Insider NJ

Princeton Democrats Support Resolution To Abolish The County Line

Insider NJ — January 25, 2021

January 25 — Yesterday, New Jersey's largest and most active Democratic club voted overwhelmingly in support of a resolution calling to abolish "the county line" on primary ballots.

The county line, which refers to New Jersey's unique primary ballot design that gives preferential ballot placement to candidates endorsed by their county's Democratic or Republican Party, allows party insiders — not voters — to choose primary election winners.

Research by Rutgers Professor Julia Sass Rubin for New Jersey Policy Perspective (NJPP) found that, in New Jersey's 2020 primary elections, candidates whose names appeared on the county line received an average boost of 35 percentage points.

"This vote — and the widespread support that the resolution has already garnered — is an important step towards a better democracy in New Jersey," said Yael Niv, President of the nonpartisan Good Government Coalition of New Jersey, which is spearheading the Better Ballot NJ campaign to abolish the county line. "It is frankly shameful that New Jersey uses primary ballots that intentionally break rules of good ballot design in order to manipulate voters. No other state does this, and our citizens are saying loud and clear that it is time for fair elections in New Jersey."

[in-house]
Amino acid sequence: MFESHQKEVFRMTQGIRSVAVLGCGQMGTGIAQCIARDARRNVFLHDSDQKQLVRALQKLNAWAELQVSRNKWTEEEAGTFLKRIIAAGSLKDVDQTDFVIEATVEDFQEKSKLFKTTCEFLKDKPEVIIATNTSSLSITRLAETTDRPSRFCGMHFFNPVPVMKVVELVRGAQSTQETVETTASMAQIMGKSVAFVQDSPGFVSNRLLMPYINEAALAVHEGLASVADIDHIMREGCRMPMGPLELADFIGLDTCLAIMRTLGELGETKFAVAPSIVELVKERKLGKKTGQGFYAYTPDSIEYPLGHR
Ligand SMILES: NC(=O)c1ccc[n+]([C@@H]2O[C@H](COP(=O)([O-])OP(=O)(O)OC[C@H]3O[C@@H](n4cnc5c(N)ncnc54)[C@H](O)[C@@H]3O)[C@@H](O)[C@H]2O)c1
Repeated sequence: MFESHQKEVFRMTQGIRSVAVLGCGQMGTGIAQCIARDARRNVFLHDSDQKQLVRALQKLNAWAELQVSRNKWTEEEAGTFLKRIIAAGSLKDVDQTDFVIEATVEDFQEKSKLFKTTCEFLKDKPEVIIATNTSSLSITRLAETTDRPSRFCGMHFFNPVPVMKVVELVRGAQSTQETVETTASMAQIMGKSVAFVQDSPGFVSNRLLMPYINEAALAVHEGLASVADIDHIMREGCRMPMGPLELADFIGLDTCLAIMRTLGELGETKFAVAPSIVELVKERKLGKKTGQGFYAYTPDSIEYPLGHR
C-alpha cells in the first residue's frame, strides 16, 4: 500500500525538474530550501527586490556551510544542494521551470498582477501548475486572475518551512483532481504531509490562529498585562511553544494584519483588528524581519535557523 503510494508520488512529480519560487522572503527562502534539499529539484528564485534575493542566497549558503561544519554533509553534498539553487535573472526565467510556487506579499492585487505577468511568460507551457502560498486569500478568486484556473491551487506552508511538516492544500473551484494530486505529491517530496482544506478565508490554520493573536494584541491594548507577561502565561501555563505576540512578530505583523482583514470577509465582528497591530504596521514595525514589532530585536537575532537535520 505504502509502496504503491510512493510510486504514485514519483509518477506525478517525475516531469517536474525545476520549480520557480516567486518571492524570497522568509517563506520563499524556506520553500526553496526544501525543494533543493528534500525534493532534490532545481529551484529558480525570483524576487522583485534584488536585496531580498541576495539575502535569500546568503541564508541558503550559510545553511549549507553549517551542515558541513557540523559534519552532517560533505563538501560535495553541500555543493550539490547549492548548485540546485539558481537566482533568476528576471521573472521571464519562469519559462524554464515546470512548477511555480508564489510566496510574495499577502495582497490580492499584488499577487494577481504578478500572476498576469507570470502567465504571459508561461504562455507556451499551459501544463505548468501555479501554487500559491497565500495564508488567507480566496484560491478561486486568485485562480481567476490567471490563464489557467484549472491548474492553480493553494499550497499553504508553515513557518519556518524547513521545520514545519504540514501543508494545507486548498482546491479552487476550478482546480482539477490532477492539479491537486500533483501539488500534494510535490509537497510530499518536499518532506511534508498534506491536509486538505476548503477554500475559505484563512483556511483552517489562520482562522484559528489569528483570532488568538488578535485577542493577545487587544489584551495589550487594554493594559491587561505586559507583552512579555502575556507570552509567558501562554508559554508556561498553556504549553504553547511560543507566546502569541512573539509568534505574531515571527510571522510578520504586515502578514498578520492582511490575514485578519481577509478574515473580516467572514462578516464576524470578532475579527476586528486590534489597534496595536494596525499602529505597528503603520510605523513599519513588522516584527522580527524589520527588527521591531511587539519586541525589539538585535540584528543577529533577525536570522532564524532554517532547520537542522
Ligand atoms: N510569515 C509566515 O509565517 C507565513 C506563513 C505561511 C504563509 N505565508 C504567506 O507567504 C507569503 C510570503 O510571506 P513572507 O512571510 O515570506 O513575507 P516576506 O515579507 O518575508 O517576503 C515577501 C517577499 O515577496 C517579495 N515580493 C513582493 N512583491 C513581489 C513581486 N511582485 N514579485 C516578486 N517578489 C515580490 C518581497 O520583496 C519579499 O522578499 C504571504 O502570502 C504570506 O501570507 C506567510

More than 90 percent of Princeton Community Democratic Organization (PCDO) members voted to support the resolution at their January monthly meeting, which took place virtually via Zoom.

"I am delighted — but not surprised — that the PCDO overwhelmingly supported the Better Ballot resolution," said PCDO President Jo Butler. "A ballot that is readable, easily understandable, and fair is fundamental to the success of our democracy. Elected officials need to be accountable to voters, not political power brokers."

The resolution calls for primary election ballots of all kinds to be displayed in "office bloc" format, in which each elected office is shown clearly separated from other offices, with the candidates running for that office listed beneath it in an order that ensures each candidate has an equal chance of appearing in the first, second and any subsequent positions. Such a design ensures that no candidate is advantaged over other candidates simply on the basis of the ballot.

Since the campaign's launch a little over a month ago, more than 30 organizations have signed on in support including the League of Women Voters of New Jersey, New Jersey Citizen Action, and New Jersey Policy Perspective.

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